So, you get the picture that the academic archaeologist is always time-space shifting. We might have tasks to finish every day, but often those activities force us to occupy multiple times, spaces, scales. A bit like being in the field, except the trench is replaced by a strange assemblage of computer screen, office window and the illusion of mindful interior contemplation.

But what about today? What’s specific about 26 July and how does that reflect my ongoing archaeological identity (it’s a tricky one to shake off)? My day begins at 7.30am, when I check my emails and deal with all the urgent stuff while I drink a couple of cups of coffee and oversee my son getting ready to head off to his Mathemagical Minds and Filmmaking summer courses. Today, I’m reminded that I need to update my information for the upcoming Research Excellence Framework exercise. Every 7 years (give or take) the UK engages in an extremely costly exercise that judges the value of the nation’s research outputs, impact and  institutional culture. A bit like a North American tenure process, I suppose, but rather than determining the length of a person’s employment contract, it determines the allocation of core research funding from the Government to the academic institution. My department is one of the highest performing in our Faculty and in the country so I’m lucky to have fantastic colleagues. My co-editors, Paul Graves-Brown and Rodney Harrison, and I have just finished signing off the 2nd proofs of the Oxford Handbook of the Archaeology of the Contemporary World and I’m relieved that this beast of a book will be out in September and can be part of my REF submission. Before the day is out I need to edit and upload my contextualizing statement for my practice-as-research entry, which is a portfolio comprising video, exhibition and publication details for Guttersnipe, what now seems a very distant project.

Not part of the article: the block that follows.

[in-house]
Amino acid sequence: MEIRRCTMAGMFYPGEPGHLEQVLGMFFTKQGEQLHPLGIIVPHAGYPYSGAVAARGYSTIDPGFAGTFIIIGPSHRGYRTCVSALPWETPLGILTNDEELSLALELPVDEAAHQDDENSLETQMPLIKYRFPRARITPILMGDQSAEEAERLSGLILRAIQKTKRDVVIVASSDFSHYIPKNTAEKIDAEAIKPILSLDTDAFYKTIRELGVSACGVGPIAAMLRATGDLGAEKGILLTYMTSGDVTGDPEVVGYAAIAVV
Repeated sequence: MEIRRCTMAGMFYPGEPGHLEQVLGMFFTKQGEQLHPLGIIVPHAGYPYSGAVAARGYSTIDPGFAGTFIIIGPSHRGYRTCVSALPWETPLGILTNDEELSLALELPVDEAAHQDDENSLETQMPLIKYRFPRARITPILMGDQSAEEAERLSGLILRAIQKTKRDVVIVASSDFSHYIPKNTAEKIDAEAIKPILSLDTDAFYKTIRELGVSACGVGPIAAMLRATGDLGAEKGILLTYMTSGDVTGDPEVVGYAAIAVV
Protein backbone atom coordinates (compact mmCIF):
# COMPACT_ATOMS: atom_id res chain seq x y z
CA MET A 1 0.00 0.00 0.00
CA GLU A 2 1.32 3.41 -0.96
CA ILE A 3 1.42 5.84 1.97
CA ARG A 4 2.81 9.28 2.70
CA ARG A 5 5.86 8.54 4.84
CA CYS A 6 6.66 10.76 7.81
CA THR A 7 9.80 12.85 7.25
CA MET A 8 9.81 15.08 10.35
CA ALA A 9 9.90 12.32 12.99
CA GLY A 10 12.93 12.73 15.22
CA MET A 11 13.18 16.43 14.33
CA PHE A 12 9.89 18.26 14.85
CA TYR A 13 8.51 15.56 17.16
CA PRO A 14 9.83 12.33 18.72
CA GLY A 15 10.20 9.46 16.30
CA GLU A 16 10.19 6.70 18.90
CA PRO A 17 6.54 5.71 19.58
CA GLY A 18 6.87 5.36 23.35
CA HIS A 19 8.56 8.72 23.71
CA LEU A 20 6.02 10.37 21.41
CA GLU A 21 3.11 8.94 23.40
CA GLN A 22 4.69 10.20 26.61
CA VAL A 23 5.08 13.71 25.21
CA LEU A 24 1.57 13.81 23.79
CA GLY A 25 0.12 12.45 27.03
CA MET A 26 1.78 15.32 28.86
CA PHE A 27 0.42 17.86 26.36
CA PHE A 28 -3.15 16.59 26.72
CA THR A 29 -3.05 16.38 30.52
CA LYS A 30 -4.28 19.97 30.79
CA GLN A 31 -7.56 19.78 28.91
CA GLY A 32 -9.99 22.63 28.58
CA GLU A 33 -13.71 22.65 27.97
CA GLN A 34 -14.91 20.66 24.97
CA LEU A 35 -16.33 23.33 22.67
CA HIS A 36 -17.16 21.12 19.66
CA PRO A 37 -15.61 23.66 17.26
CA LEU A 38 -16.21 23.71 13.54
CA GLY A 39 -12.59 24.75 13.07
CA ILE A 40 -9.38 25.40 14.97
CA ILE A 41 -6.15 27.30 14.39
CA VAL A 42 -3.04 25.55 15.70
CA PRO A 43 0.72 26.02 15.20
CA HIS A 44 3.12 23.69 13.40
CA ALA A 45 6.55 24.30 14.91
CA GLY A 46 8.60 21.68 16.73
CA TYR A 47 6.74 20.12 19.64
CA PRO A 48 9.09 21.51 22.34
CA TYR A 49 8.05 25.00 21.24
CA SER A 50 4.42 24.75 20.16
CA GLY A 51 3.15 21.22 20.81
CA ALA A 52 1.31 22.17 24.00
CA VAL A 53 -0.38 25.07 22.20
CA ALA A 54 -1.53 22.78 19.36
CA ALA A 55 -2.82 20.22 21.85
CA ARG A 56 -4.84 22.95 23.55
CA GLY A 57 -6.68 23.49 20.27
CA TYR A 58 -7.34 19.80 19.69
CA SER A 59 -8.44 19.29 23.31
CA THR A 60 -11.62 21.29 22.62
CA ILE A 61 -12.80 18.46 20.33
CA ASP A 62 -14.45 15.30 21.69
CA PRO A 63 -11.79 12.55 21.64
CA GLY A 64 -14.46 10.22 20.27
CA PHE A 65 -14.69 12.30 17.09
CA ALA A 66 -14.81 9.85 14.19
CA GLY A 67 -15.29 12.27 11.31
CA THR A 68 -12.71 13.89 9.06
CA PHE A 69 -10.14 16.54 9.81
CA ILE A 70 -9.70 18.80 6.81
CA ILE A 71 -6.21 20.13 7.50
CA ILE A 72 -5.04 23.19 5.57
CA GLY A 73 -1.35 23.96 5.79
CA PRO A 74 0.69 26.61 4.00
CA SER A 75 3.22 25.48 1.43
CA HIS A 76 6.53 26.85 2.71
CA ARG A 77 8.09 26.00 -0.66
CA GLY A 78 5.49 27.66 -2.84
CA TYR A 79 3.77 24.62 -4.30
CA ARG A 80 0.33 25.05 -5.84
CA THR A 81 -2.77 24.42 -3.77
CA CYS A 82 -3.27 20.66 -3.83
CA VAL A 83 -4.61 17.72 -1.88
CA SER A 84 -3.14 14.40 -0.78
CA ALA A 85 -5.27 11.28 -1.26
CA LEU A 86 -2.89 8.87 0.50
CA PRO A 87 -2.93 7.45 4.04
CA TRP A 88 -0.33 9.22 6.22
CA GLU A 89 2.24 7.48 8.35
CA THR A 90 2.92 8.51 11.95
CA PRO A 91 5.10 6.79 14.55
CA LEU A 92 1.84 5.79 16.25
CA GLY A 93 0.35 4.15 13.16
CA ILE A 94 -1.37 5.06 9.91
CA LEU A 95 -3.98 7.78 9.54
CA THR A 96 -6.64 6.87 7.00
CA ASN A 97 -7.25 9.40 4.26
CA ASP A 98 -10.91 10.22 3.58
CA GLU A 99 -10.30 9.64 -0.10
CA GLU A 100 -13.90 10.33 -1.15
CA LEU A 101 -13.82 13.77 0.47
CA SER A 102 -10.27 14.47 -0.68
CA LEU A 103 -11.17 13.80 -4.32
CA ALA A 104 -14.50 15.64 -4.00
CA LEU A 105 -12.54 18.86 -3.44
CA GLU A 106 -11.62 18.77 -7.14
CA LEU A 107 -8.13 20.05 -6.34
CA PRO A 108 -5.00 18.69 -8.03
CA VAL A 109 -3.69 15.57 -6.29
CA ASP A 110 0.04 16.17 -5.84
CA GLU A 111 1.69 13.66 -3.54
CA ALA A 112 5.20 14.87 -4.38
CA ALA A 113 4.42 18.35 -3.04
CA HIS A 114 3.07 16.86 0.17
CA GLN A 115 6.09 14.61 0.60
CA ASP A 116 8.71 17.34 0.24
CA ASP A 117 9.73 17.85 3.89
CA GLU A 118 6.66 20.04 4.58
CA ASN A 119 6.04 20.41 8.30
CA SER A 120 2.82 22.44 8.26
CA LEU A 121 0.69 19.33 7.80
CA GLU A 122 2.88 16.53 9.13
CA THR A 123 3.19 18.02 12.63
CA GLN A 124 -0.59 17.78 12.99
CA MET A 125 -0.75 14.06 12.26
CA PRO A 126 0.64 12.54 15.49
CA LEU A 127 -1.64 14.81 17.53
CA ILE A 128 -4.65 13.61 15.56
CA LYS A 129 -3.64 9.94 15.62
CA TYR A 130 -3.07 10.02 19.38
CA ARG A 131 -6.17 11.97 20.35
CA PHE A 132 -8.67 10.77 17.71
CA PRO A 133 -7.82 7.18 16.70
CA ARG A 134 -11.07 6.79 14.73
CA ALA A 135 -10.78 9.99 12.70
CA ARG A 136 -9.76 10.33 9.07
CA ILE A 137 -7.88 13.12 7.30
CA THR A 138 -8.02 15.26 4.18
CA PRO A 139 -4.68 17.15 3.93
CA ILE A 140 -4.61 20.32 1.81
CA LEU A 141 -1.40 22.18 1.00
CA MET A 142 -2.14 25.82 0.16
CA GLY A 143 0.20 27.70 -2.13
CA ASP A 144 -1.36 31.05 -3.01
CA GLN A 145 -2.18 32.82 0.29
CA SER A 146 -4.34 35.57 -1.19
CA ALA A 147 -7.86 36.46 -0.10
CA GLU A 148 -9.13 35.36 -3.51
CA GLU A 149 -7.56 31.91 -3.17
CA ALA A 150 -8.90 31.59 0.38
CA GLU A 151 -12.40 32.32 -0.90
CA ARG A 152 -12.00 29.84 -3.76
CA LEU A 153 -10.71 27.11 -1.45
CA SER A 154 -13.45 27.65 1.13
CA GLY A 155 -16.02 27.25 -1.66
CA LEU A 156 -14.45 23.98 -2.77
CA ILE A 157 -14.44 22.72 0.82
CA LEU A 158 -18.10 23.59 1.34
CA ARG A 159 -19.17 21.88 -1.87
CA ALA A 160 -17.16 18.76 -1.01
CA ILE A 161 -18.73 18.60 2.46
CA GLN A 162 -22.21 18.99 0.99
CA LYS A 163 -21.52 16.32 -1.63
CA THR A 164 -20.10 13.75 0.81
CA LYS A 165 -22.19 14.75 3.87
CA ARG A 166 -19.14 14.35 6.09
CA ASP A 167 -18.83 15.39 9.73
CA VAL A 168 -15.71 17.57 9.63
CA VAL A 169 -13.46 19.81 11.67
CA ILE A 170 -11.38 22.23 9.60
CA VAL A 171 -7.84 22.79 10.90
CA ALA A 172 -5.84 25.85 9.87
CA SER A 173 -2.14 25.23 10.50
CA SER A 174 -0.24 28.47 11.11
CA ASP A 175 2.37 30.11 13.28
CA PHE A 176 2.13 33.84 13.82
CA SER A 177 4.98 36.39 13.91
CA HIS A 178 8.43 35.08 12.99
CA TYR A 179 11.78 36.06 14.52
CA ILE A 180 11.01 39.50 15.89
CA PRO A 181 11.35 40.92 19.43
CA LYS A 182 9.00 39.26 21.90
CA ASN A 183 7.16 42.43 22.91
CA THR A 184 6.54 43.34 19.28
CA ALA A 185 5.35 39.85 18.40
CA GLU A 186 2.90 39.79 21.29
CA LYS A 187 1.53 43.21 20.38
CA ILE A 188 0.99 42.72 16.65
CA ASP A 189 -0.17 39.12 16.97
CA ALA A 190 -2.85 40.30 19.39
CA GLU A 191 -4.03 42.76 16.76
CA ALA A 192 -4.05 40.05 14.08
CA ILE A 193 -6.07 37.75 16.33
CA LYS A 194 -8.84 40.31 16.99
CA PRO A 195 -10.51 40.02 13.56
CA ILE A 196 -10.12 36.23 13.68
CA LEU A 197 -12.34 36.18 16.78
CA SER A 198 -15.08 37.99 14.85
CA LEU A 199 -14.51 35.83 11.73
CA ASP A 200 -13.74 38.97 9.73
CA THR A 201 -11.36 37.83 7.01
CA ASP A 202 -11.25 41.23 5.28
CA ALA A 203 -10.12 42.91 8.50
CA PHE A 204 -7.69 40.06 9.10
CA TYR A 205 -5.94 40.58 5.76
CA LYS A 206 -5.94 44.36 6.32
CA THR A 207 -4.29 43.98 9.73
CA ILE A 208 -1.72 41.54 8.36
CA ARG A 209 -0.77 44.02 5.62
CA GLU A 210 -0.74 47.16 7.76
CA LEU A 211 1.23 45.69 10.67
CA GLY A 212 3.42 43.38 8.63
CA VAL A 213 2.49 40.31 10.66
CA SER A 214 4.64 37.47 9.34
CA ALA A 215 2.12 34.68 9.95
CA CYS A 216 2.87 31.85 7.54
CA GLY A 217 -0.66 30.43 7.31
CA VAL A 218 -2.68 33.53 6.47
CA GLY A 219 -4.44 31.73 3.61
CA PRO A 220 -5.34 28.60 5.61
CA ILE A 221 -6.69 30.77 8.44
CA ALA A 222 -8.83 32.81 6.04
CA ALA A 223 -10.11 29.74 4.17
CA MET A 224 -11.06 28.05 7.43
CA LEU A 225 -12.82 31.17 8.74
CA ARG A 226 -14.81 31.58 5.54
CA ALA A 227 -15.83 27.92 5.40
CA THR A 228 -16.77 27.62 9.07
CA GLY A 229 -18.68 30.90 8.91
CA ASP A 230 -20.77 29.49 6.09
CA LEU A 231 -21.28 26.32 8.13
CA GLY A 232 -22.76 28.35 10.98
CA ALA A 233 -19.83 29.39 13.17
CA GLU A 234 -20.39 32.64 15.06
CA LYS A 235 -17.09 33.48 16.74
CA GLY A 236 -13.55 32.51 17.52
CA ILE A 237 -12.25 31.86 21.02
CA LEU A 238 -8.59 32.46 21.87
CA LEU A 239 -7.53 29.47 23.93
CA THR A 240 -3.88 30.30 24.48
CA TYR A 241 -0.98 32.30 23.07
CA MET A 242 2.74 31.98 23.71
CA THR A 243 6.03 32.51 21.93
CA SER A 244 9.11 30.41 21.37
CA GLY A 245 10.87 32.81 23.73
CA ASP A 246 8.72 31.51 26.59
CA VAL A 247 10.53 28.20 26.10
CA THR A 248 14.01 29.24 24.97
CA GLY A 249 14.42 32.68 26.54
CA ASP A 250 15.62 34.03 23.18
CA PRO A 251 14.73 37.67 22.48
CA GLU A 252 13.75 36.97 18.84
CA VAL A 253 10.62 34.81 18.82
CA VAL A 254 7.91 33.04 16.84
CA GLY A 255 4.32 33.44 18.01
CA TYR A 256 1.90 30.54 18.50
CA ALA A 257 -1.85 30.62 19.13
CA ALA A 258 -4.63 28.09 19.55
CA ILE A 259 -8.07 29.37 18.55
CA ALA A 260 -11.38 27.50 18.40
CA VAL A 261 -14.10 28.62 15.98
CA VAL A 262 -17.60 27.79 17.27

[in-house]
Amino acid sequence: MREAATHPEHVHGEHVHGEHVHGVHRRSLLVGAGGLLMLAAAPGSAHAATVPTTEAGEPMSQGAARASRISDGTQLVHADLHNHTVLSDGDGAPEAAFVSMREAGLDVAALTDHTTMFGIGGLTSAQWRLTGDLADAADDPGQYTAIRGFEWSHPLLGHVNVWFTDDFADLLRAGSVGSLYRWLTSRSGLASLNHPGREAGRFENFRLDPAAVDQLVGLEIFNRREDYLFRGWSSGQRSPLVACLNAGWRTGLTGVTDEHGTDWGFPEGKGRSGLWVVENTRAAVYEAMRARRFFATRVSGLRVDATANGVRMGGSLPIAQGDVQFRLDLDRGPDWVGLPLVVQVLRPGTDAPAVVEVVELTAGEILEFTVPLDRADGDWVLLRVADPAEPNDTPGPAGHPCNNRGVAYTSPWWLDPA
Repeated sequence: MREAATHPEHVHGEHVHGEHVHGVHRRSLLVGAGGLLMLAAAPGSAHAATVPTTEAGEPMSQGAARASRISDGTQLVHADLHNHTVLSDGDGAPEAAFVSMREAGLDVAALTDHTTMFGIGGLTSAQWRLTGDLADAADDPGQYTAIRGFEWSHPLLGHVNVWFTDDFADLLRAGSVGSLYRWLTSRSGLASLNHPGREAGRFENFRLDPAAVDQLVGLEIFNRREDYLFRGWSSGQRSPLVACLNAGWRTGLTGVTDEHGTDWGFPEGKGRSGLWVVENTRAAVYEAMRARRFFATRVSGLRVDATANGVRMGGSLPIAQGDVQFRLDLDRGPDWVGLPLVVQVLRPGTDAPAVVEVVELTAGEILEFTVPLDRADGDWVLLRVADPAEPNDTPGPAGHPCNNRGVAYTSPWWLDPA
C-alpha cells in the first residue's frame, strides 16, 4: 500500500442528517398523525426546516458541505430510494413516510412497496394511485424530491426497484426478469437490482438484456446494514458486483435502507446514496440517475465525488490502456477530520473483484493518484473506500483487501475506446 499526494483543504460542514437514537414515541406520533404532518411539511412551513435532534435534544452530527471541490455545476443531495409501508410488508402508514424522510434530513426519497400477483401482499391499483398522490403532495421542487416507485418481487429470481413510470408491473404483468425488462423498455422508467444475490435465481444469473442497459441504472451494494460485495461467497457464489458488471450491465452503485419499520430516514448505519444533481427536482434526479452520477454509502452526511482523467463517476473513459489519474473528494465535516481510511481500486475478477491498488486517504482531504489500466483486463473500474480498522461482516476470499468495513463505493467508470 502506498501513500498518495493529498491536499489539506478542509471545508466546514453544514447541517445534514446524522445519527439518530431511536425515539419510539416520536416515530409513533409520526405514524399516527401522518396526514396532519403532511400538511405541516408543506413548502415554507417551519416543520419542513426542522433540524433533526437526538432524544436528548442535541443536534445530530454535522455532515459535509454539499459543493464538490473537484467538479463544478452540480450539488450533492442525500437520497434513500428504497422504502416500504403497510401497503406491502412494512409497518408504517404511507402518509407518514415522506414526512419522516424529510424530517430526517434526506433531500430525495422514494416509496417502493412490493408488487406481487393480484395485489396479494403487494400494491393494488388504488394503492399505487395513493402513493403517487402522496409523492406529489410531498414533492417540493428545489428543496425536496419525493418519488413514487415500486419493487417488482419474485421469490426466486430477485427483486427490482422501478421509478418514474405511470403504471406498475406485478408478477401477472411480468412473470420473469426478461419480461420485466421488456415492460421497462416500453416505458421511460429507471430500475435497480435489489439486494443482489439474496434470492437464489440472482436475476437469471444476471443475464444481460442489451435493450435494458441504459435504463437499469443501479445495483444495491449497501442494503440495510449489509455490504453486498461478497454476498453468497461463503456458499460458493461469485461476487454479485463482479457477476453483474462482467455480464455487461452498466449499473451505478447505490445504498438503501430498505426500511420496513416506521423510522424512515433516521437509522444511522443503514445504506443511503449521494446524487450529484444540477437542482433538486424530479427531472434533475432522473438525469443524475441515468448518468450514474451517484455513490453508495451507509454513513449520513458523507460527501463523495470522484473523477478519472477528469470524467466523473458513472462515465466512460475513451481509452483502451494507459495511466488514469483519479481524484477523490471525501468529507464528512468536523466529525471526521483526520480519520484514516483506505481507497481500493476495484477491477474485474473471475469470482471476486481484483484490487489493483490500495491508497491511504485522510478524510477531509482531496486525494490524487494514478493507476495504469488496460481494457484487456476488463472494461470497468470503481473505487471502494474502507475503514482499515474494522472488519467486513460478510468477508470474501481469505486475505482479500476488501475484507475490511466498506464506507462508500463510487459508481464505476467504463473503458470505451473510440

Although I often work from home, especially on days like today when it’s sunny and warm and I can make use of the wifi outside, today I’m going to UBC. That’s partly because Jonathan C H King (von Hȕgel Fellow, Museum of Archaeology and Anthropology, University of Cambridge) is giving a talk at the Museum of Anthropology about ‘Ecstatic religion, modernisation, Arctic archaeology and the establishment of the Igloolik Mission in 1937’.

Abstract: In  the 1930s Oblate missionary Fr. Etienne Bazin (1903-1972) established  a mission, in what is to to-day  the thriving Inuit community of Igoolik in Nunavut. In 1937, the year he moved the mission to Igloolik Bay, Bazin was given by  Inuit some 4-500 objects excavated casually from the  pre-Inuit Dorset  (pre AD 1500) site of  Awaaja. These were presented to Graham Rowley (1912-2003), Arctic advocate, explorer and administrator, who in turn donated them to the University of Cambridge. Bazin had become a missionary after a visionary experience at the age of 18; while looking at a crucifix he was told:  “leave everything behind, your family and friends, and come to Me.”  Central to Bazin’s missionary work was countering, and yet working with, analogous belief systems, both shamanism, and syncretic forms of Christianity which developed in the Eastern Arctic in the early 20th century.  This collection is well known archaeologically,  and here is discussed in its ethno-historical context for the first time. Bazin, for instance, was celebrated by Cardinal Cushing, the prelate who married the Kennedys and buried the president, in his 1942 Boston tribute to the Oblates The Battle of Hudson’s [sic] Bay.